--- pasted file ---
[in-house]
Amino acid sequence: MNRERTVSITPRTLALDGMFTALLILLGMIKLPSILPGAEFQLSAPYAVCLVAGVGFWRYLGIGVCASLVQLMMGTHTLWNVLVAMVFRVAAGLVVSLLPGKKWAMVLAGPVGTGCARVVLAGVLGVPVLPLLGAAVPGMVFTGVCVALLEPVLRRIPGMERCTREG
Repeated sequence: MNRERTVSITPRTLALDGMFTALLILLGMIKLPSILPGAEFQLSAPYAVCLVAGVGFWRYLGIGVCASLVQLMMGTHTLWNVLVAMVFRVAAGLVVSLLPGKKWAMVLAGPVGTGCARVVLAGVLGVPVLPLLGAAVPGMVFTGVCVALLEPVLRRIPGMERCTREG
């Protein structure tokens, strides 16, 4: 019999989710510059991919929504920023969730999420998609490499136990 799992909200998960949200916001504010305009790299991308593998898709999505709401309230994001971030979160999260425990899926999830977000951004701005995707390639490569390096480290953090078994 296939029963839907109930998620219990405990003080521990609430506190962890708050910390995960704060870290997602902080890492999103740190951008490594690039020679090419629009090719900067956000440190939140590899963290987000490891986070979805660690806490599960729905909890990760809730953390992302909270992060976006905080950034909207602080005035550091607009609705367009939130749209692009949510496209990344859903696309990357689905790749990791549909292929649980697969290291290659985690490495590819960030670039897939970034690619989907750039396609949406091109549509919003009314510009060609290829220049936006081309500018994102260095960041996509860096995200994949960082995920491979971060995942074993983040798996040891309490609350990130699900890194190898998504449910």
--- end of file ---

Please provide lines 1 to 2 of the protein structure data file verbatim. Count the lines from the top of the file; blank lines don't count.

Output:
[in-house]
Amino acid sequence: MNRERTVSITPRTLALDGMFTALLILLGMIKLPSILPGAEFQLSAPYAVCLVAGVGFWRYLGIGVCASLVQLMMGTHTLWNVLVAMVFRVAAGLVVSLLPGKKWAMVLAGPVGTGCARVVLAGVLGVPVLPLLGAAVPGMVFTGVCVALLEPVLRRIPGMERCTREG